Google software engineer Stefan Reinauer, who works on boot code for Chromebooks' ChromeOS, last week committed Haswell-related code changes to Coreboot, a fast boot open source BIOS replacement for Linux systems.
Google Chrome OS vendor support was added to Coreboot last year, when Reinauer wrote: "Google's Chrome OS can be booted super fast and safely using Coreboot".
Haswell is the codename for Intel's forthcoming 22nm chip, whose low power drain is targeted at mobile devices. Intel has said that Haswell-based devices could get double the battery life compared to devices using its third generation Ivy Bridge processors.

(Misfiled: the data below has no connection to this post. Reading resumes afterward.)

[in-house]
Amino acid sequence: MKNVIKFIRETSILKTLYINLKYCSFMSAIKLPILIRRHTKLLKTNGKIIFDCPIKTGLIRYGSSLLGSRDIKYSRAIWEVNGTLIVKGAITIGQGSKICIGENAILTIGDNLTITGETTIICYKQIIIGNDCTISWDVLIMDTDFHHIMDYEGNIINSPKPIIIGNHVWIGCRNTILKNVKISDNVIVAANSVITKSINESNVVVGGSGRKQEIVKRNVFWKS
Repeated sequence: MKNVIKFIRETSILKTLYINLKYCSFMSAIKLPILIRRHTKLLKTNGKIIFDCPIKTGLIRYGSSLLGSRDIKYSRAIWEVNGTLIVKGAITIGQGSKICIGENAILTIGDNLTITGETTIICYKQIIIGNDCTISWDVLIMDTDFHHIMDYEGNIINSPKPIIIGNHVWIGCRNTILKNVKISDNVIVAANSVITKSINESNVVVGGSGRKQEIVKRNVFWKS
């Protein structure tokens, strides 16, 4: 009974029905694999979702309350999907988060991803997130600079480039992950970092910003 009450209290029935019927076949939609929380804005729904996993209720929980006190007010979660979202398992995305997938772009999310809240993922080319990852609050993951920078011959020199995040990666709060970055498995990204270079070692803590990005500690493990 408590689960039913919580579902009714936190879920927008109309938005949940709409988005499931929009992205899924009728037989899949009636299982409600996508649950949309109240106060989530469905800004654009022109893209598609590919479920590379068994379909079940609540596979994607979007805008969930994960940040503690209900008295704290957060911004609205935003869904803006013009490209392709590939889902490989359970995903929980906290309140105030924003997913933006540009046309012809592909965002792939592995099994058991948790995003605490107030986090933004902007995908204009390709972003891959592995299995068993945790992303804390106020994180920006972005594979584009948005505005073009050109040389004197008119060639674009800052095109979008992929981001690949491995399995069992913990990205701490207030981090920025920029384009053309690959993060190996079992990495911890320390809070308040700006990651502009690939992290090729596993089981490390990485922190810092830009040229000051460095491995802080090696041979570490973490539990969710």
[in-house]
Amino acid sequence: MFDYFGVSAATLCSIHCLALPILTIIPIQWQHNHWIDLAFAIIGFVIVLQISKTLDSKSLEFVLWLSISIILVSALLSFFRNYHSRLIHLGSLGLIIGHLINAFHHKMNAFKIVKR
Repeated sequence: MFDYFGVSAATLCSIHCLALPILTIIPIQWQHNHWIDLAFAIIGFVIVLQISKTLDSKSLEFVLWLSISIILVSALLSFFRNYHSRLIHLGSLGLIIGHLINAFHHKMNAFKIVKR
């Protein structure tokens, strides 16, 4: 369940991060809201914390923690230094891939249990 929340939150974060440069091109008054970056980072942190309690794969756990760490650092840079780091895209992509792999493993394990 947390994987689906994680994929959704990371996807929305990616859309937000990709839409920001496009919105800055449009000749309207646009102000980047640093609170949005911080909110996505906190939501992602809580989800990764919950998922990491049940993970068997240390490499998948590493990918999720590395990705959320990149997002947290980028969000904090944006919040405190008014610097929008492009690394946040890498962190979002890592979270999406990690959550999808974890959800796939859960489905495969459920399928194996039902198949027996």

Google Chromebooks are budget machines that run the Chrome OS, a Google built, Linux-based OS designed around web apps and online use. Earlier this year Google revealed the Chromebook Pixel, a $1,299 machine with a far higher spec than the base range.
The current range of Chromebooks feature the Arm Cortex A-15 based Samsung Exynos 5 processor or a dual-core Intel Celeron CPU, while the Pixel is based on a 1.8GHz dual core Intel Core i5 processor.
Google declined to comment.